Alexander the Great He was the ruler of Greece in the fourth century B.C. He was one of the greatest military geniuses of all time. He was born in Macedonia, the son of Phillip II, King of Macedonia. He received his military education from his father and was tutored by Aristotle, the great philosopher, and other great teachers of his time. By the time he was sixteen Alexander was left in charge of the kingdom when his father was away for any extended period of time and once led the army to put down a rebellion in one of the colonies of Macedonia. His father was assassinated when he was twenty and he ascended to the throne.
The Macedonian kingdom was in disorder when he came to power and he responded by ruthlessly executing his enemies and crushing rebellions. However, he could never be the dominate force in Asia Minor unless he conquered the Persian empire, which he did after a series of battles, in 332 B.C. In a period five years he had conquered the entire eastern Mediterranean coastline, including Gaza, Egypt, Afganistan, and Western Turkistan due to his brilliance as a military tactician and leader. Part of the greatness of Alexander was that while he started out as an avenging warrior he became a man of vision as well and took as his goal to spread the institution of Greek Democratic thought and ways of life throughout his empire. He founded towns planned on the Greek pattern with market squares, schools, offices, shops, temples, theaters, gymnasiums, and introduced Macedonian methods of farming and military tactics to thenative inhabitants of the conquered regions. He instituted new methods of government, military, and financial administration, and adopted Greek as the universal language throughout the empire which made financial and business transactions possible between countries thereby creating a growth in trade and commerce throughout the region.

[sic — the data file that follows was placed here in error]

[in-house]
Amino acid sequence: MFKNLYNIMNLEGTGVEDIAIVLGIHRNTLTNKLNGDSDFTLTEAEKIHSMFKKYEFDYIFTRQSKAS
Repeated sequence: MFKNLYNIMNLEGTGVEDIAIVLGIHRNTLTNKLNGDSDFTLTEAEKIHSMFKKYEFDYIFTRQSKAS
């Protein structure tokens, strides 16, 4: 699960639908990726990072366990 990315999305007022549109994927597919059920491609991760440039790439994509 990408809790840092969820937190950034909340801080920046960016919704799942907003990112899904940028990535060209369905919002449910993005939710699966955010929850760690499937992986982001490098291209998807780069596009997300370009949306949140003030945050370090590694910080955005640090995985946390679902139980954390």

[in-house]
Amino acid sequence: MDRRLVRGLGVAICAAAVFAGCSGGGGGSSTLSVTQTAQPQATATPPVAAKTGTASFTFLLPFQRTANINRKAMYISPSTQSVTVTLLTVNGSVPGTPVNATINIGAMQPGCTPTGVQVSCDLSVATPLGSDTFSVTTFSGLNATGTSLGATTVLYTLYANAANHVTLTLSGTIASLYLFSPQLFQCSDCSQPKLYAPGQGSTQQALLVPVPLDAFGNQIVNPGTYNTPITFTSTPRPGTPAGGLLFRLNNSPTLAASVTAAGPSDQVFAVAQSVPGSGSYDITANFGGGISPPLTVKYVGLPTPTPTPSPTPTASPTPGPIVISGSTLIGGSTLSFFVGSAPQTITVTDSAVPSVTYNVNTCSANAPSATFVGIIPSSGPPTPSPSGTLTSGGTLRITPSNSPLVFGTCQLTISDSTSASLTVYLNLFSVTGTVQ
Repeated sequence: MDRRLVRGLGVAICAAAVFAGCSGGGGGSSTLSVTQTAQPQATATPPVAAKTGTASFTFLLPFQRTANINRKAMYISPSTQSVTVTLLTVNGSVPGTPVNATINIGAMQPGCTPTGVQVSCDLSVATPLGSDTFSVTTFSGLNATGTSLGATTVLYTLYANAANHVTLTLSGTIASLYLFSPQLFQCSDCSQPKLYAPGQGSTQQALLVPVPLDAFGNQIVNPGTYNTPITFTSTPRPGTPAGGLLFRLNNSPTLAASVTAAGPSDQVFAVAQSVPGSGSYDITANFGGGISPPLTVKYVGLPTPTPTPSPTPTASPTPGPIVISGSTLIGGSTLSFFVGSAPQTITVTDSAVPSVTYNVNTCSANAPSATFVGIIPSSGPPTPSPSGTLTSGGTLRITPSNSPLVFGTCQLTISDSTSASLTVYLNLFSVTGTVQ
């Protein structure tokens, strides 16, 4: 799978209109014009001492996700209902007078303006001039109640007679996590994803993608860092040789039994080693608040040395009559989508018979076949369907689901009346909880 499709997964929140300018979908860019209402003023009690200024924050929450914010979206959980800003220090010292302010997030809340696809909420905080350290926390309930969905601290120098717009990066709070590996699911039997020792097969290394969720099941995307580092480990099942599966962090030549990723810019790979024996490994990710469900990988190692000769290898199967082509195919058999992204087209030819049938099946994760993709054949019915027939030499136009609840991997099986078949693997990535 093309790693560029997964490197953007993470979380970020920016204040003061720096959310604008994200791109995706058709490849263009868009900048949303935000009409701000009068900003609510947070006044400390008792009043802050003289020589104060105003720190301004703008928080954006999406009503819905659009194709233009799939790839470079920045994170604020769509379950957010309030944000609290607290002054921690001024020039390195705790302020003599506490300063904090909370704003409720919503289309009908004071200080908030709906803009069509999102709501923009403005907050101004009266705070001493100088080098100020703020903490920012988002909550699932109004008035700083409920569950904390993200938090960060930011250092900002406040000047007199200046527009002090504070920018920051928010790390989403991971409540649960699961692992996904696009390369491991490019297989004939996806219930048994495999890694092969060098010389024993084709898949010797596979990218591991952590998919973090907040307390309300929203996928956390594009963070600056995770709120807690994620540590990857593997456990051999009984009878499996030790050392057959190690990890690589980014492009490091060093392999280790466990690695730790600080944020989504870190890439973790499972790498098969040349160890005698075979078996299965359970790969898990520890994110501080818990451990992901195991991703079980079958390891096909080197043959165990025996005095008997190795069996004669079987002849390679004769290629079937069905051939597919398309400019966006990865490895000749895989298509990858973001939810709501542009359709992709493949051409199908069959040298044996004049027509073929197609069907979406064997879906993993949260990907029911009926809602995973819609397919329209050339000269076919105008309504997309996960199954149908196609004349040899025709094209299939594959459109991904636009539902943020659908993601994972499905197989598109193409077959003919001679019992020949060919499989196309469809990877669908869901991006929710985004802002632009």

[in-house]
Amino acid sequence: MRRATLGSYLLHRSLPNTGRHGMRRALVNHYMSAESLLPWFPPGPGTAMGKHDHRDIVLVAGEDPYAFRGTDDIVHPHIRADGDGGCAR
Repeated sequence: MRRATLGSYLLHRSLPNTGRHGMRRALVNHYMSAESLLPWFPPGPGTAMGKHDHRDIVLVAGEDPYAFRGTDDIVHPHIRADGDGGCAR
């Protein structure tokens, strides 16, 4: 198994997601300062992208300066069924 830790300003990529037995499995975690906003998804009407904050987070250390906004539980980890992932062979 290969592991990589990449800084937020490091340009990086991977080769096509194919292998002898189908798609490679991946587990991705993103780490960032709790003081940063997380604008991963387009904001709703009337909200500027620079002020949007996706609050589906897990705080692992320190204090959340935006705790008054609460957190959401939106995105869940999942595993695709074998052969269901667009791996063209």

He envisioned vast building projects – dockyards, harbors, irrigation systems, lighthouses, and the founding of new cities, and he cherished a dream for uniting the East and the West into a “world brotherhood of all men”. This dream fed into his ambition of further conquest to increase the extent of his empire further yet. In 326 B.C. he and his troops crossed the Indus River into India and continued to the banks of the Hyphasis River, where his troops rebelled and refused to go any further. He then constructed a fleet and they sailed down the Indus River to the Persian gulf and from there returned overland across the desert back into Persia.
In June of 323 B.C., in Babylon, at the age of 33, Alexander contracted a “fever” and died. There are theories that his was not a natural death, that he was possibly poisioned, but the acual cause of his death will never be known. The extent of Alexander’s accomplishments should not be underrated. The spread of Greek civilization and the Greek language made it possible for the exchange of good and ideas, strengthening the economic ties and adding to the storehouse of knowledge in mathematics, science, and astronomy, and it is also believed that the spread of Christianity would not have occurred as rapidly as it did because, when the gospel was written in Greek it was able to reach a much wider public.